The Origins of the Word 'Psychedelic'

 

     Aldous Huxley initiated an exchange of letters with Humphry Osmond around 1953. Osmond was an English psychiatrist who had been working with mescaline and LSD for treating schizophrenia. Huxley asked Osmond for a dose of mescaline during their correspondence. Later in the year when Osmond travelled for a conference in the Los Angeles area he provided a dose of mescaline for Huxley and supervised the experience. The results from that night led to Huxley writing 'The Doors of Perception'. By 1956, Osmond was searching for a term to describe the experiences from these certain types of substances and contacted Huxley about the matter.

     Huxley wrote in a letter to Osmond:

"To make this mundane world sublime,
Take half a gram of phanerothyme"

     Osmond responded to Huxley with:

"To fathom Hell or soar angelic,
Just take a pinch of psychedelic"

     This was the first time the term psychedelic was used. Osmond combined the words psyche (mind, soul, spirit) and dēlos (clear, manifest) from the Greek language to properly describe the experiences from these substances. Psychedelic translates to mind manifesting. In 1957 Osmond presented 'A Review Of The Clinical Effects Of Psychotomimetic Agents' to the 'New York Acadamey of Sciences' where he proposed his idea for the term 'psychedelic' and also for the therapeutic uses of these substances, especially with the mentally ill.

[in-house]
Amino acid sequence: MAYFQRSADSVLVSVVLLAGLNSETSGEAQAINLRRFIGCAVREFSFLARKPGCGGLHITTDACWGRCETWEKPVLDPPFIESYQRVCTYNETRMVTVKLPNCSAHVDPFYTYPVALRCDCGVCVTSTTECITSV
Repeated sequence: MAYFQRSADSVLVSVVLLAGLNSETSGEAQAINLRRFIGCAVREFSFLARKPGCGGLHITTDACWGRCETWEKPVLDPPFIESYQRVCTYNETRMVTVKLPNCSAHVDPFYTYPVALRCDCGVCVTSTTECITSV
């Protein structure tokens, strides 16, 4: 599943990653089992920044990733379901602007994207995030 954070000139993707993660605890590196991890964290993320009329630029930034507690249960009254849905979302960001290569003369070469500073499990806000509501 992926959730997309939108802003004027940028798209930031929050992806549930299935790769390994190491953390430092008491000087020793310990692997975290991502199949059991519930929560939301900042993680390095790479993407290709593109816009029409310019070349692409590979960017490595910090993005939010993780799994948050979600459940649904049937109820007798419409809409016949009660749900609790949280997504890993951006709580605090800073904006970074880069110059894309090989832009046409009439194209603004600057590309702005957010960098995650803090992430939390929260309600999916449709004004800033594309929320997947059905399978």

Author: Jordan Bonneau

     If you want to learn more about Aldous Huxley and his philosophical writings, here are a few links provided for you below:

List of Publications by Aldous Huxley

The Law of Reversed Effort (The Backwards Law)

 © Copyright photo used with permission - Jordan Bonneau

© Copyright photo used with permission - Jordan Bonneau

To make this mundane world sublime,
Take half a gram of phanerothyme
— Aldous Huxley
To fathom Hell or soar angelic,
Just take a pinch of psychedelic
— Humphry Osmond